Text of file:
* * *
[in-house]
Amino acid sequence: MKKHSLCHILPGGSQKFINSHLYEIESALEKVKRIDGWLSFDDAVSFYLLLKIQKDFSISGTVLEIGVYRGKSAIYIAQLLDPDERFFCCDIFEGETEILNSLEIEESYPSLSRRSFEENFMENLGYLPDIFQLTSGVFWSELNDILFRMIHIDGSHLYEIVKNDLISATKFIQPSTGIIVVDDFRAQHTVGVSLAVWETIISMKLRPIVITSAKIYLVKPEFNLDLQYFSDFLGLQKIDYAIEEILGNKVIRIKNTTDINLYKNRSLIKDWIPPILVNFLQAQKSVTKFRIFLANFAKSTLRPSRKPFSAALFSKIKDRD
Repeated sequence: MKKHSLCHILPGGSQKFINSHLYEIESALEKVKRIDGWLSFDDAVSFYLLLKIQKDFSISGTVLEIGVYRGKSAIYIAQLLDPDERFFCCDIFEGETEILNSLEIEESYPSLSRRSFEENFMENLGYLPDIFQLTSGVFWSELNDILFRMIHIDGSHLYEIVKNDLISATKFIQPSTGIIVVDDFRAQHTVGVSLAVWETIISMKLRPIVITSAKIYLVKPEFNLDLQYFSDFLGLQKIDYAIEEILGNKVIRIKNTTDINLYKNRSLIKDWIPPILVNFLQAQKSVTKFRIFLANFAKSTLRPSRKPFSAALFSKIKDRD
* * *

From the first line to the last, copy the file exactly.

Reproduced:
[in-house]
Amino acid sequence: MKKHSLCHILPGGSQKFINSHLYEIESALEKVKRIDGWLSFDDAVSFYLLLKIQKDFSISGTVLEIGVYRGKSAIYIAQLLDPDERFFCCDIFEGETEILNSLEIEESYPSLSRRSFEENFMENLGYLPDIFQLTSGVFWSELNDILFRMIHIDGSHLYEIVKNDLISATKFIQPSTGIIVVDDFRAQHTVGVSLAVWETIISMKLRPIVITSAKIYLVKPEFNLDLQYFSDFLGLQKIDYAIEEILGNKVIRIKNTTDINLYKNRSLIKDWIPPILVNFLQAQKSVTKFRIFLANFAKSTLRPSRKPFSAALFSKIKDRD
Repeated sequence: MKKHSLCHILPGGSQKFINSHLYEIESALEKVKRIDGWLSFDDAVSFYLLLKIQKDFSISGTVLEIGVYRGKSAIYIAQLLDPDERFFCCDIFEGETEILNSLEIEESYPSLSRRSFEENFMENLGYLPDIFQLTSGVFWSELNDILFRMIHIDGSHLYEIVKNDLISATKFIQPSTGIIVVDDFRAQHTVGVSLAVWETIISMKLRPIVITSAKIYLVKPEFNLDLQYFSDFLGLQKIDYAIEEILGNKVIRIKNTTDINLYKNRSLIKDWIPPILVNFLQAQKSVTKFRIFLANFAKSTLRPSRKPFSAALFSKIKDRD